Segun Awofadeji in Bauchi
The United Nations Children Fund (UNICEF) has organised a media dialogue on the 2023 World Toilet Day to emphasise on the need for access to good toilets nationwide, saying poor hygiene practice surrounding the use of toilets is one of the common causes of diseases in the country.
The World Toilet Day is observed on November 19 of every year to create awareness on the need of having and using toilets as well as giving the people access to safely manage sanitation facilities.
The event with this year’s campaign theme: ‘Accelerating Change: Taking Simple Actions To Bring About Change’, is organised by UNICEF Bauchi Field Office in collaboration with the Bauchi State Ministry of Water Resources and Bauchi State Rural Water Supply and Sanitation Agency (RUWASSA).
And this is all about taking action to tackle the global sanitation crisis and achieve Sustainable Development Goal 6: Sanitation and Water for all by 2030.
In his opening remarks during the celebration held at Jamil Hotel, Azare, in open defecation-free validated Katagum Local Government Area of Bauchi State, the Officer-in-Charge/Chief of Field Office, UNICEF Nigeria Bauchi Field Office, Dr. Clement Adams, said 48 million Nigerians in the country still practice open defecation, stressing that stakeholders in the WASH sector of the country needs to redouble their efforts in ensuring that defecating in the open is reduced to the barest minimum.
According to him, “The World Toilet Day is celebrated every year to bring attention to the undeniable importance of safe and hygienic toilets in our daily lives, especially in terms of health, education and of course, socio-economic development.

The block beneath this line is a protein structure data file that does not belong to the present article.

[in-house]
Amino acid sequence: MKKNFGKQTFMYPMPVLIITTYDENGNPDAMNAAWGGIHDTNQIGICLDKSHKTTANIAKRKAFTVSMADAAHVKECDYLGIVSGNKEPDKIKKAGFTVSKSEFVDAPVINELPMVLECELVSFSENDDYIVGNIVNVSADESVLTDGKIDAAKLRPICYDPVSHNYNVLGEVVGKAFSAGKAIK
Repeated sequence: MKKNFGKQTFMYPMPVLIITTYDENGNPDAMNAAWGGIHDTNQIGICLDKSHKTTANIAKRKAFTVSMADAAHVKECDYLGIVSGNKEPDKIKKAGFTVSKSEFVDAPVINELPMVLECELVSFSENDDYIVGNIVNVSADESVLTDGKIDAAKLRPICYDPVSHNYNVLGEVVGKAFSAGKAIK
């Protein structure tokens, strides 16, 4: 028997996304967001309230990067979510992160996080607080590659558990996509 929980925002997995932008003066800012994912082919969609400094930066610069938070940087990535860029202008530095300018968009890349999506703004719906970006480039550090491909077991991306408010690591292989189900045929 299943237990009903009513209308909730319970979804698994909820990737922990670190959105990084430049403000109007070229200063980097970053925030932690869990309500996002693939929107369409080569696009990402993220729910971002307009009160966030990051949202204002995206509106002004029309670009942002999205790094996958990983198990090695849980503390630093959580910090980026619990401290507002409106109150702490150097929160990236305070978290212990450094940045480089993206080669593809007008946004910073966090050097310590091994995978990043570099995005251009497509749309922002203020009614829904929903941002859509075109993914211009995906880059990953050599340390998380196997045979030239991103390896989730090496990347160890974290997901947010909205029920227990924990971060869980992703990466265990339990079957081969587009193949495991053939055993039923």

“This year, the WTD has the theme: ‘Accelerating Change’, to highlight the journey towards achieving SDG 6- Clean Water and Sanitation. We are about seven years away from 2030-the global target for the SDGs. We must therefore reinvigorate our efforts if we must meet the sanitation target of SDG 6–safe toilets and water for all by 2030.
“The access to safe and clean toilets prevents the spread of diseases; the access to safe toilet means children, especially girls, and women are protected from the risks of attacks and abuse if they had to go into bushes to defecate; access to basic WASH services is integral to school enrolment, attendance, retention, and completion–the benefits are numerous.”
Speaking earlier, the state Commissioner for Water Resources, Alhaji Abdulrazak Nuhu Zaki, said the state government is determined to work for the actualisation of SDG 6.2 target, and the attainment of state-wide ODF by 2025, adding that the state government delivered eight local government as Local Government Open Defecation Free to include Dass, Warji, Shira, Gamawa, Bogoro, Ganjuwa, Toro and Katagum.
He said: “5,934 communities were delivered ODF while two other LGAs were at different levels of becoming ODF–that is Bauchi and Zaki LGAS. One of the sustainability process is the training of private entrepreneurs on sanitation marketing for improved latrine construction at household and public places like markets and motor parks, where 194 toilets business owners, (TBOs), 582 masons, and 116 toilet.
“Awareness was created through promotional activities by the government and toilet business owners on the need of improving latrine uptake, and there is high demand for improved latrine by household, however, inadequate fund from household and TBOS has become a bottleneck.”